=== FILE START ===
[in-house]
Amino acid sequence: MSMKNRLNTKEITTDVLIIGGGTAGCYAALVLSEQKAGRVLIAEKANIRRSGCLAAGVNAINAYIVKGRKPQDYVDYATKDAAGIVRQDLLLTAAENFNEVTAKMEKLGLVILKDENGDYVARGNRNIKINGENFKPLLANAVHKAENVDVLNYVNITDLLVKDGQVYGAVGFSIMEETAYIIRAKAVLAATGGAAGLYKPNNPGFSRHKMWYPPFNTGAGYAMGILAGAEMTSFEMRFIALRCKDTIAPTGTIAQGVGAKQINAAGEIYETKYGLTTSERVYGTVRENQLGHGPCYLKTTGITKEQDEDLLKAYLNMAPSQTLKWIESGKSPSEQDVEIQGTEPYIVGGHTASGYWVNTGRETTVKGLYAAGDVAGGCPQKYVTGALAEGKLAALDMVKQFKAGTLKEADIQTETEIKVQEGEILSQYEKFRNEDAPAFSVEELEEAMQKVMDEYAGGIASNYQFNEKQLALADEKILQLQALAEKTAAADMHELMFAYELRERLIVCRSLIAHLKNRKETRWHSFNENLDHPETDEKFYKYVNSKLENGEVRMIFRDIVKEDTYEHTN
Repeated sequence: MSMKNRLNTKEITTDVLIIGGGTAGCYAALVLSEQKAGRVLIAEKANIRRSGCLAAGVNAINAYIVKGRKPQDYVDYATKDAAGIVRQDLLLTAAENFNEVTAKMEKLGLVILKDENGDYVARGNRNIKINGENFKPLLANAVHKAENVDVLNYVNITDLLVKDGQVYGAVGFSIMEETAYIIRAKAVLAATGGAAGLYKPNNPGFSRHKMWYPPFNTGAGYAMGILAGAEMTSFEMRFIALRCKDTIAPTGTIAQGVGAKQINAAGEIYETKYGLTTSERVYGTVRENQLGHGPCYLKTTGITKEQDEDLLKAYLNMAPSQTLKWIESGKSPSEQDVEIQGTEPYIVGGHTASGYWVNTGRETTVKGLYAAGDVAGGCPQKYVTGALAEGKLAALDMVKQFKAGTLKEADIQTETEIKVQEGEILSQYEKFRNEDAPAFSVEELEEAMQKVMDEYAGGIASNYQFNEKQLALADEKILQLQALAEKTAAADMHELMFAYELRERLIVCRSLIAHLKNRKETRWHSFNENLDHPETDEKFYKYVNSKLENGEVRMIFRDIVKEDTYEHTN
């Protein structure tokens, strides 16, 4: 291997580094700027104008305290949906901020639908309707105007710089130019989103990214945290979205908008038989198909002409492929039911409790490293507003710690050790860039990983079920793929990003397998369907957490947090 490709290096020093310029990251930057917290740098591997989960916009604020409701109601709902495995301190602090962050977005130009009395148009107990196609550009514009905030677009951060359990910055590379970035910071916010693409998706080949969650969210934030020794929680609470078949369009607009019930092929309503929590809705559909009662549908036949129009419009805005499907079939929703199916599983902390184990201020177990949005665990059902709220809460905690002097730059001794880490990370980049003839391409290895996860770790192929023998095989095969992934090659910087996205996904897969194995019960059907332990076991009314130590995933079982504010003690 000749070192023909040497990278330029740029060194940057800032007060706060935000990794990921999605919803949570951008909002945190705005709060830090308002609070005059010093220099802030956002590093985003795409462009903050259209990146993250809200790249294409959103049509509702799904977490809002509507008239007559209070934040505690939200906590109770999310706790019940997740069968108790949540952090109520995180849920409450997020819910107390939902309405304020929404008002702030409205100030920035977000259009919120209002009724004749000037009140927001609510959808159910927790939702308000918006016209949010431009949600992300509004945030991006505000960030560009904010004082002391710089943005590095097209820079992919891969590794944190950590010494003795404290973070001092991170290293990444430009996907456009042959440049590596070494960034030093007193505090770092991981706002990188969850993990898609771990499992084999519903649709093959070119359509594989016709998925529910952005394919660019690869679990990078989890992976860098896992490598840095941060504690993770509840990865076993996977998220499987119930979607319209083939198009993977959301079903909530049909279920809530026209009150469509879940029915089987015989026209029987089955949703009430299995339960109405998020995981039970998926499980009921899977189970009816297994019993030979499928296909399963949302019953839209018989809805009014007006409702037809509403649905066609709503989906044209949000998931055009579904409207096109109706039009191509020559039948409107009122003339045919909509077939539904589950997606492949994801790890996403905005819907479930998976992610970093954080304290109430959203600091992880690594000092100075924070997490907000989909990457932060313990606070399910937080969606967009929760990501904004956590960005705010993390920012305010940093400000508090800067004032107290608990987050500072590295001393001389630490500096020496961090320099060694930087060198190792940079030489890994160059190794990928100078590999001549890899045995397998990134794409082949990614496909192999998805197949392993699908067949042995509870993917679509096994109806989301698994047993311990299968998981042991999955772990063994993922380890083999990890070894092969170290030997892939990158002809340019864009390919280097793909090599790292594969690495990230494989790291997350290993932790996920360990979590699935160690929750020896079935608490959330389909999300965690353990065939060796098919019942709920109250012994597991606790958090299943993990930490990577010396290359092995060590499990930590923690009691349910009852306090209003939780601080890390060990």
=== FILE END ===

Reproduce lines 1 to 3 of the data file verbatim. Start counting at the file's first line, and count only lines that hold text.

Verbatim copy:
[in-house]
Amino acid sequence: MSMKNRLNTKEITTDVLIIGGGTAGCYAALVLSEQKAGRVLIAEKANIRRSGCLAAGVNAINAYIVKGRKPQDYVDYATKDAAGIVRQDLLLTAAENFNEVTAKMEKLGLVILKDENGDYVARGNRNIKINGENFKPLLANAVHKAENVDVLNYVNITDLLVKDGQVYGAVGFSIMEETAYIIRAKAVLAATGGAAGLYKPNNPGFSRHKMWYPPFNTGAGYAMGILAGAEMTSFEMRFIALRCKDTIAPTGTIAQGVGAKQINAAGEIYETKYGLTTSERVYGTVRENQLGHGPCYLKTTGITKEQDEDLLKAYLNMAPSQTLKWIESGKSPSEQDVEIQGTEPYIVGGHTASGYWVNTGRETTVKGLYAAGDVAGGCPQKYVTGALAEGKLAALDMVKQFKAGTLKEADIQTETEIKVQEGEILSQYEKFRNEDAPAFSVEELEEAMQKVMDEYAGGIASNYQFNEKQLALADEKILQLQALAEKTAAADMHELMFAYELRERLIVCRSLIAHLKNRKETRWHSFNENLDHPETDEKFYKYVNSKLENGEVRMIFRDIVKEDTYEHTN
Repeated sequence: MSMKNRLNTKEITTDVLIIGGGTAGCYAALVLSEQKAGRVLIAEKANIRRSGCLAAGVNAINAYIVKGRKPQDYVDYATKDAAGIVRQDLLLTAAENFNEVTAKMEKLGLVILKDENGDYVARGNRNIKINGENFKPLLANAVHKAENVDVLNYVNITDLLVKDGQVYGAVGFSIMEETAYIIRAKAVLAATGGAAGLYKPNNPGFSRHKMWYPPFNTGAGYAMGILAGAEMTSFEMRFIALRCKDTIAPTGTIAQGVGAKQINAAGEIYETKYGLTTSERVYGTVRENQLGHGPCYLKTTGITKEQDEDLLKAYLNMAPSQTLKWIESGKSPSEQDVEIQGTEPYIVGGHTASGYWVNTGRETTVKGLYAAGDVAGGCPQKYVTGALAEGKLAALDMVKQFKAGTLKEADIQTETEIKVQEGEILSQYEKFRNEDAPAFSVEELEEAMQKVMDEYAGGIASNYQFNEKQLALADEKILQLQALAEKTAAADMHELMFAYELRERLIVCRSLIAHLKNRKETRWHSFNENLDHPETDEKFYKYVNSKLENGEVRMIFRDIVKEDTYEHTN